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Wang Yi Meets with U.S. Secretary of State Antony Blinken
2023-07-14 01:10

On July 13 local time, Director of the Office of the Central Commission for Foreign Affairs Wang Yi met with U.S. Secretary of State Antony Blinken in Jakarta at the request of the latter.

Wang noted that during Secretary Blinken’s visit to China last month, President Xi Jinping put forth strategic and instructive guidance on stabilizing and growing China-U.S. relations. Through in-depth and candid communication, the two sides reached some common understandings, the most important of which was to return to the Bali agenda, thus taking an important step toward recalibrating the giant ship of China-U.S. ties. The critical next step is to take real actions to put the bilateral relationship back on the right track. The United States needs to reflect on the root cause of the serious difficulties in China-U.S. relations, truly translate the common understandings reached by the two presidents during their summit in Bali into concrete actions, and more importantly, earnestly deliver on the series of commitments made by President Biden on multiple occasions.

Wang pointed out that the two sides need to start with specific steps to resolutely stop “gray rhinos”, properly handle “black swans” and thoroughly remove “tigers blocking the way”, thus creating conditions and removing disruptions for stabilizing China-U.S. relations. The U.S. needs to take a rational and pragmatic approach, work with China in the same direction, advance the consultation on the guiding principles of China-U.S. relations, expand the communication channel in diplomatic and security fields, make their communication more effective, and promote smooth people-to-people exchanges.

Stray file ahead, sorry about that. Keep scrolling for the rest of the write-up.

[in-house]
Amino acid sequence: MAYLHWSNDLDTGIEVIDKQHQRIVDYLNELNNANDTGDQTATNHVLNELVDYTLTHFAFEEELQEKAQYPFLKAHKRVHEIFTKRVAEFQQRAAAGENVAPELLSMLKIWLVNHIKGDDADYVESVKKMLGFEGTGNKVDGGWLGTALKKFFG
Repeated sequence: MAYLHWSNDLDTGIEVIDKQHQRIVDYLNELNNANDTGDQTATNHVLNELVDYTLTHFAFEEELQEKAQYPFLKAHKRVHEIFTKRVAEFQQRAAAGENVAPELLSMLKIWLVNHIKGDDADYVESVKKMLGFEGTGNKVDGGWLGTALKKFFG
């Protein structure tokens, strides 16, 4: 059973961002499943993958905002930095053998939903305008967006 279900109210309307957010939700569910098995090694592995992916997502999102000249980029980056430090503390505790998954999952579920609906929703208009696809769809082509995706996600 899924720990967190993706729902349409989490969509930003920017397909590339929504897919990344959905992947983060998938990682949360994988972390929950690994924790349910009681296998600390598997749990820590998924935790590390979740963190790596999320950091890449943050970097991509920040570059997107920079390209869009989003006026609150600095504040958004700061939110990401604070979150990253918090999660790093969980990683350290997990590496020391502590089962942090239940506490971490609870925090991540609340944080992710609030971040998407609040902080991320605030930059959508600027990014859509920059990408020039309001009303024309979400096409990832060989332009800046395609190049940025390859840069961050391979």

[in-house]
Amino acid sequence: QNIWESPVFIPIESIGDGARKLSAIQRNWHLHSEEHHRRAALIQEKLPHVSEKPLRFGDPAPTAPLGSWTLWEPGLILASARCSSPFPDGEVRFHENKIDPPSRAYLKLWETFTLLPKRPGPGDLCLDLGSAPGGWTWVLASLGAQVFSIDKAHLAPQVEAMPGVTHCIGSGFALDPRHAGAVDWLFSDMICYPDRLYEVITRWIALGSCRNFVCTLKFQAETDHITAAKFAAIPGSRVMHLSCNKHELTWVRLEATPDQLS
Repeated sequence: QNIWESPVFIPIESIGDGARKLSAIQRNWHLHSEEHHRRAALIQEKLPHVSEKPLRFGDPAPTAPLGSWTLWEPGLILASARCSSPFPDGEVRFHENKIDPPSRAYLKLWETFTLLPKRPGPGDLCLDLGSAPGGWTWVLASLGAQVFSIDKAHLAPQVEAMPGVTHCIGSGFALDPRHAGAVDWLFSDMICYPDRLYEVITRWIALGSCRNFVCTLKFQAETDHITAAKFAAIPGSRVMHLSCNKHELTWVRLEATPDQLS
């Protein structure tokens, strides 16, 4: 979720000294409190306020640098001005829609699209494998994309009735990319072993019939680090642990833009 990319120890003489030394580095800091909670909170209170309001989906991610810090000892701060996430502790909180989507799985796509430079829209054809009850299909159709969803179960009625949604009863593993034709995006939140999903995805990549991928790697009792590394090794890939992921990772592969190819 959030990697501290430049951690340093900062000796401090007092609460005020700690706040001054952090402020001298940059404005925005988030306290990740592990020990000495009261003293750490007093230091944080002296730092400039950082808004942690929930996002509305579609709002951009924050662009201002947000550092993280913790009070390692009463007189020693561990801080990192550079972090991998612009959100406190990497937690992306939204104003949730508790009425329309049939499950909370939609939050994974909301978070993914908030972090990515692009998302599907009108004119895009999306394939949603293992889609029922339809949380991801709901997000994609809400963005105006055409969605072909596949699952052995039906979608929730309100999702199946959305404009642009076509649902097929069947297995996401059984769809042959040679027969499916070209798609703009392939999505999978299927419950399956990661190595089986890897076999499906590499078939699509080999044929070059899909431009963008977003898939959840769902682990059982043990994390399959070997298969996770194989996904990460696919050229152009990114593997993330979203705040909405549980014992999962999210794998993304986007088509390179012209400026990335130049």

Wang outlined China’s stern position on the Taiwan question and urged the U.S. to avoid wantonly interfering in China’s internal affairs or undermining China’s sovereignty and territorial integrity, stop suppressing China in economy, trade, science and technology, and lift the illegal and unwarranted sanctions against China. As major countries with important influence, China and the U.S. should respect the efforts of regional countries, support ASEAN centrality, and avoid bringing disputes and complex factors into regional cooperation.

The two sides also had positive discussions on consultations on the Asia-Pacific and maritime affairs and other matters. They described the meeting as candid, pragmatic and constructive, and agreed to maintain communication.

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